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Mar 8 / Jonathan

An Amazingly Disingenuous Piece by Alan Blinder on Bank Nationalization

Yves Smith, blogging at Naked Capitalism, is one of the clearest online voices on economics. I’ll keep linking, but you really should add her to your econofeeds.

An Amazingly Disingenuous Piece by Alan Blinder on Bank Nationalization

Yves SmithBefore I start shredding “Nationalize? Hey, Not So Fast,” by Alan Blinder in the New York Times, let us first go back to the basic problem,, nomenclature. Blinder does not specifically do so in this article, but opponents to nationalization often raise the image of enterprises being expropriated by the state, in other words, healthy (or at least viable) businesses being stolen.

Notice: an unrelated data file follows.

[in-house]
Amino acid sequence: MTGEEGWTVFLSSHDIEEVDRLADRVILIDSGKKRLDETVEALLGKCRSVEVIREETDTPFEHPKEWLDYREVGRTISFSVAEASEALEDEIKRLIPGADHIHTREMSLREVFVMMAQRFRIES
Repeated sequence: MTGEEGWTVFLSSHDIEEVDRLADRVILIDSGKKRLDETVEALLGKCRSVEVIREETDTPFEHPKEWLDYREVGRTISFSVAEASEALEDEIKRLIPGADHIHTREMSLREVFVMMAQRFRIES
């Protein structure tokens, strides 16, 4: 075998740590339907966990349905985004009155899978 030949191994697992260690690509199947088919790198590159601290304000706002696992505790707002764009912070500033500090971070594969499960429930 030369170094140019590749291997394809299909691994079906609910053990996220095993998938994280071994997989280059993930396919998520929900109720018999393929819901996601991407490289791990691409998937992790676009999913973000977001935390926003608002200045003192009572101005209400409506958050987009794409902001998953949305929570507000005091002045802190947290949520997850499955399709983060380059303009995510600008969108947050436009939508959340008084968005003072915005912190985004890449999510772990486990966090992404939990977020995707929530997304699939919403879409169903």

We have the reverse here. Instead a transfer of wealth from the private sector to the state, we have the state (as in the taxpayer) propping up businesses and keeping management demonstrated to be incompetent, perhaps corrupt (let us not forget that overcompensation in phony good times is tantamount to looting, and liberal accounting appears to be awfully common) in place.

The normal remedy for failed businesses is to let them fail. But we don’t do that with banks. The big fear is depositor runs, and if that were to occur on any scale, it would indeed bring the entire system down.

Quite a few readers have said something along the lines of: “I’m opposed to nationalization, the banks should be put into receivership.” Hate to tell you, they are the same thing. …

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  1. Loren / Mar 8 2009

    TPM notes a ranking member of the banking committee making the same point Smith refutes coming from readers: “I don’t want to nationalize them, I think we need to close them.” — Sen. Richard Shelby (R-AL)
    http://www.talkingpointsmemo.com/archives/2009/03/oy_15.php
    The seniority system is supposed to promote experienced members into responsible positions, but it seems that mere competence is not a requirement.

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